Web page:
I read Tony’s response. I felt he was pretty clear on his rebuttal. I also agree with your comment on the blog about a hint of “elitism”. Just wondering if you saw his last comment to the post. It was a sweet little, “Brett and I are cool” post. I like the fact that the EV brings up conversation that we can talk about deep matters that people don’t think about but should. Not in the ETS crowd right now, but it blows that you were in my new stomping grounds (DC) and I missed ya.
John MacAuthur is doing a series on the emergant church at http://www.sfpulpit.com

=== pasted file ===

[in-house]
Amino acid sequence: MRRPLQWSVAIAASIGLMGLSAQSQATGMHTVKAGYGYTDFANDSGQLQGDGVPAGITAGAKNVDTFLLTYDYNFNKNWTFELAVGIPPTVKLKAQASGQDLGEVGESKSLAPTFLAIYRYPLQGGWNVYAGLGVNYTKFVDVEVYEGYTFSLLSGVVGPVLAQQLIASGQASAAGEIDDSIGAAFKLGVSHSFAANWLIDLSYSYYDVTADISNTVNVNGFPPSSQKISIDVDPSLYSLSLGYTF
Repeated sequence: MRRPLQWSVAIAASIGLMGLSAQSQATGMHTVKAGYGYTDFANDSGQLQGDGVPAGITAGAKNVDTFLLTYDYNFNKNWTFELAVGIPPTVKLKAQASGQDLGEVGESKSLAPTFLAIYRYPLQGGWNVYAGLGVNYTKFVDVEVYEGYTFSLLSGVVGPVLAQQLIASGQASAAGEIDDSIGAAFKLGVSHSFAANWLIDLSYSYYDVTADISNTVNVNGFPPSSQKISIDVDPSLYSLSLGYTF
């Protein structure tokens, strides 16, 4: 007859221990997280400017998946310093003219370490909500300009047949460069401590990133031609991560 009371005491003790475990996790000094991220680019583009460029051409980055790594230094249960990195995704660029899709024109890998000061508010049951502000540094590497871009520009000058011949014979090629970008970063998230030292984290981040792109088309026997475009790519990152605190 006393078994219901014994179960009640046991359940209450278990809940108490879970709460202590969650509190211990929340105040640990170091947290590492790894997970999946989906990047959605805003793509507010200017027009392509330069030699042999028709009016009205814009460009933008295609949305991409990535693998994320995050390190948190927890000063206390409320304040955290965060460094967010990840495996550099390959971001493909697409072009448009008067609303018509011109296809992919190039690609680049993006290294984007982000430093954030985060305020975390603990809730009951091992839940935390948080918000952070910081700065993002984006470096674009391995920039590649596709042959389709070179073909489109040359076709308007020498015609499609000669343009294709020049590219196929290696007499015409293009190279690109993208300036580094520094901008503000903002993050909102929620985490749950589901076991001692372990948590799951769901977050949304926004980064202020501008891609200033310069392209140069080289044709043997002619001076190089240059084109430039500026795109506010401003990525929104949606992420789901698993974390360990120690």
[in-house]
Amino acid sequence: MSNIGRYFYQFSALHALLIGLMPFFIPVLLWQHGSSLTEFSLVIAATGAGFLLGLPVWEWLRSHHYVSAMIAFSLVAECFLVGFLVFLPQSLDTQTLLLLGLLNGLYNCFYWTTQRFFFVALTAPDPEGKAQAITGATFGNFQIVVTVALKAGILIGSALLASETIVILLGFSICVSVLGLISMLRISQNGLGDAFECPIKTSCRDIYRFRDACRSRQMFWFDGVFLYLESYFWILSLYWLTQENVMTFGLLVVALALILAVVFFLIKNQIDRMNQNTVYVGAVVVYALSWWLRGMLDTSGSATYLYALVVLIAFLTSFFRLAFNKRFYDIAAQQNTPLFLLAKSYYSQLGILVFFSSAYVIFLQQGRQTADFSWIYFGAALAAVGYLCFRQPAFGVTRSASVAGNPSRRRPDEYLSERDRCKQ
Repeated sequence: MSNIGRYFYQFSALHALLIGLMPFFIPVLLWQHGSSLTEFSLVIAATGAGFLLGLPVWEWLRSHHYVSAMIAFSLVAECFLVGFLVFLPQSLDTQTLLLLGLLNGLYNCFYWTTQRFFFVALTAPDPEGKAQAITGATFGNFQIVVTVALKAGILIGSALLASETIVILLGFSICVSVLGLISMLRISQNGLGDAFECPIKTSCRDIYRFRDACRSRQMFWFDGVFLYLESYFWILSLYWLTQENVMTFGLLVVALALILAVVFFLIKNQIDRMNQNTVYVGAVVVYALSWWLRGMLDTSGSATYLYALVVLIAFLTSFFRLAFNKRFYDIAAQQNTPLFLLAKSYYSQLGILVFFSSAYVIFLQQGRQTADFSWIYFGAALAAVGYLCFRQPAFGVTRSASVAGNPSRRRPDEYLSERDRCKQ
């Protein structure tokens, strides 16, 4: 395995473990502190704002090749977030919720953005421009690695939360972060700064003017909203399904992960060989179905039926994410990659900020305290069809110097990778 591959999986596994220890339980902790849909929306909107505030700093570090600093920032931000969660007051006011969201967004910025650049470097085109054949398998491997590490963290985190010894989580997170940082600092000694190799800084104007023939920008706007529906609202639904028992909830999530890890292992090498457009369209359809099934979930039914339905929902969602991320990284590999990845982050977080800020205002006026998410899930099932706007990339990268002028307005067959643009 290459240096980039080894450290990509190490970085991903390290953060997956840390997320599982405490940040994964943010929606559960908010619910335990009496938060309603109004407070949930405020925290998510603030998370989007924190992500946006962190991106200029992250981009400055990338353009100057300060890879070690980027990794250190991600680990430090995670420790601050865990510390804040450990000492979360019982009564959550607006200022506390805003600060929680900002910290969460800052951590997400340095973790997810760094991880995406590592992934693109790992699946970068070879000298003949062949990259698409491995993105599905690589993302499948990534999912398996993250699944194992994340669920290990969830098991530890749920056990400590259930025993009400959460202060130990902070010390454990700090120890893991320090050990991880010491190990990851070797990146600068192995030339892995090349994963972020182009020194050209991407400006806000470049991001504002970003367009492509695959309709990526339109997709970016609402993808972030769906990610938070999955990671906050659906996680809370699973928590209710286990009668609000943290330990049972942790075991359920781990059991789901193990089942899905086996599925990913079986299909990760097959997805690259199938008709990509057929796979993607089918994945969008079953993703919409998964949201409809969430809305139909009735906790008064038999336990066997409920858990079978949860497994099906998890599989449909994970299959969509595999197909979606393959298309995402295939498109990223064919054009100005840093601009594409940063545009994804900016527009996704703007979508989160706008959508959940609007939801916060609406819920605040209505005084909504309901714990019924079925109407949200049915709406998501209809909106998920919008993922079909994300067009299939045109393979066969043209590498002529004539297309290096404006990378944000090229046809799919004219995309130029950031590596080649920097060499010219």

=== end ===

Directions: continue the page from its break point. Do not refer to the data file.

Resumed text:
To Jeff Miller: From Someone raised Southern Baptist, “Baptists who think they are orthodox. That is fascinating” I actually laughed out loud. That’s a great line. Although I do have an interesting question for the rest of you. In reading the arguing and bickering taking place over something that I see as splitting hairs over an issue that isn’t really fully addressed in the bible between Modalism and Trinitarianism, isn’t there an awful lot of brain power, energy, emotion, and time being spent on these issues as opposed to the issues that Jesus really addressed in his own words in the Gospels? Such as helping the poor, working among our communities, etc.? I am just curious as to how all the blogs and divisive commentary is actually helpful to the Christian Community?